Forex Trading: Less Fighting More Fishing

mprincipatoGeneral Comments1 Comment

Much of the time when you read about trading, many use metaphors that refer to competition or war. You will often hear phrases like, “the forex arena”, “bulls battling the bears”, “you compete with the best and brightest minds in the world”. This is convenient and filled to the brim with conflict (we love drama just watch the news). What the general perception of market speculation tends to ignore is the passive and perhaps less entertaining side of the trading equation: the waiting game.

As newer traders enter the market and begin to “inform” themselves as to the inner workings of their particular instrument, be it equities, options, futures or forex, they begin to learn about things like trends, and fundamental forces. Somehow they start out with the mentality that they have to “catch” the big move to be successful at this. I believe it is this reactionary conditioning that leads to the impulsive behavior of the new and misinformed trader population.

As newer traders, we have all experienced the feelings of frustration after missing an extensive market move in one direction. These frustrations mount and lead to reactions like jumping into the first uptick that shows up after a bearish correction with little or no information to suggest the correction is complete. These frustrations also lead to fixating on the previous “trend” or what has happened in the most recent price history, leading you to continue to project this trend forward because human nature insists on making sense of chaos.

Somewhere along the line, the concept of “they” emerges. You begin saying things like, “They took the market 100 pips after I shorted it”, or “they stopped me out exactly at the bottom”. It seems as though this “they” controls the market, and it is you against “them”. The force that moves prices is the aggregate decision of the majority of participants. If there are a great deal more buyers than sellers, price goes up, and vice versa. If there is no majority, guess where price goes? Nowhere.

I like to think of the speculative process of trading to be more like the patient act of fishing. I don’t fish, but here is what I understand about it: You wake up very early and go to a spot on a lake where there tends to be a high frequency of fish. You put your line in the water and you WAIT. A fish may come along and grab your bait without getting caught by your hook. Ok no problem, it’s a small loss. You can afford to give bait away all day long. Eventually what happens though? You catch a nice big fish.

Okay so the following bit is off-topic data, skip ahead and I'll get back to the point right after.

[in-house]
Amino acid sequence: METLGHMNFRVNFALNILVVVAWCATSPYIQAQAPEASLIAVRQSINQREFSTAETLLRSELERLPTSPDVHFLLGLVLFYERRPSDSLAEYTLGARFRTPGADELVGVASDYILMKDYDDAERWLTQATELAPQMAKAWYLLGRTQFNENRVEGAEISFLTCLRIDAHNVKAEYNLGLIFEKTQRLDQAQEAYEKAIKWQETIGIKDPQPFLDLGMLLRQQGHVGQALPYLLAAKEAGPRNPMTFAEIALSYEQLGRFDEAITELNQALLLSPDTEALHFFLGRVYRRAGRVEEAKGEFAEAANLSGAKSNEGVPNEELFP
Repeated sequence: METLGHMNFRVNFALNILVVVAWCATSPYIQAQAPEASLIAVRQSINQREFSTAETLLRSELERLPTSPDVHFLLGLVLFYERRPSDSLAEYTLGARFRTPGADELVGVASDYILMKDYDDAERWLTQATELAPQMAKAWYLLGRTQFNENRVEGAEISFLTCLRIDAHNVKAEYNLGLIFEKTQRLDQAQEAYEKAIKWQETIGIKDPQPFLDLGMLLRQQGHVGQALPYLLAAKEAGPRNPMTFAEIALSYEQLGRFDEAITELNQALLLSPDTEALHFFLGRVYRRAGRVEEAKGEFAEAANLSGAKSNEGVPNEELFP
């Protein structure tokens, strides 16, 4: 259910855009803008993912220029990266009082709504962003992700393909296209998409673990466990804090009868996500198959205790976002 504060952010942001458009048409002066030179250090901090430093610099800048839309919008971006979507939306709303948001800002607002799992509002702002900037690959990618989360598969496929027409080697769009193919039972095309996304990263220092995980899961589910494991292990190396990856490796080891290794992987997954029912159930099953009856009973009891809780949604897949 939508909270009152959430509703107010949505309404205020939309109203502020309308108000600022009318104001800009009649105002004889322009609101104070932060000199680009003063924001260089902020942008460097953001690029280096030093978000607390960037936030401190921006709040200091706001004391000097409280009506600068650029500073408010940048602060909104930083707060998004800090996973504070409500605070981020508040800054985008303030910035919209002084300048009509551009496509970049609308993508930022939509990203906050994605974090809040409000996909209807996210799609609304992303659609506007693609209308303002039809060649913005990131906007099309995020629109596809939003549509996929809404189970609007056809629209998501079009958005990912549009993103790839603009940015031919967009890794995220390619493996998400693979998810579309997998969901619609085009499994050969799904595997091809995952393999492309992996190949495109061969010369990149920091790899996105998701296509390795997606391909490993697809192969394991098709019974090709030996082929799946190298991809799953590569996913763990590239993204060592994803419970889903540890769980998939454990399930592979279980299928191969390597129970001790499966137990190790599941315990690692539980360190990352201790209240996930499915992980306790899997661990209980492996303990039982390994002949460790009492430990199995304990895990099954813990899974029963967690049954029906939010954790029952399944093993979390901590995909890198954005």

Trading is less about fighting someone and more about recognizing a condition that offers the most potential for the least amount of risk. Once recognized, you then have to have the patience to wait for it to appear. This doesn’t mean you will always win, but it means you found a way to improve your chances of winning compared to a random outcome.

Trading is more about having good “visual” listening skills than it is about imposing your own ideas and opinions. From a discretionary standpoint, it is more about understanding the market’s organics imperfections than it is about being an exact science. It’s about employing a passive approach that emphasizes waiting to act on unique conditions (fishing in the right spot) than about reacting to obvious and most likely obsolete information (fighting the forex battle against the “them”.) The market speaks it’s own language. Learn it and don’t speak, just listen and it’s intentions become much clearer.

Marc Principato, CMT

Risk Disclaimer

*No Relevant Positions

One Comment on “Forex Trading: Less Fighting More Fishing”

  1. Yes, metaphors help. Who doesn’t enjoy a good story. But as you say with an emphasis on the them, the battle/war stories, they can also perhaps hinder. I’d definitely rather fish than go to war. Warren Buffet says it’s about swinging the bat at only the best pitches. More matter of fact, his partner Charlie Munger said “We look for opportunities where the chance of making money is higher than the chance of losing it. And when we find such an opportunity, we take it. This doesn’t sound very scientific but it’s pretty much the best we can do”.

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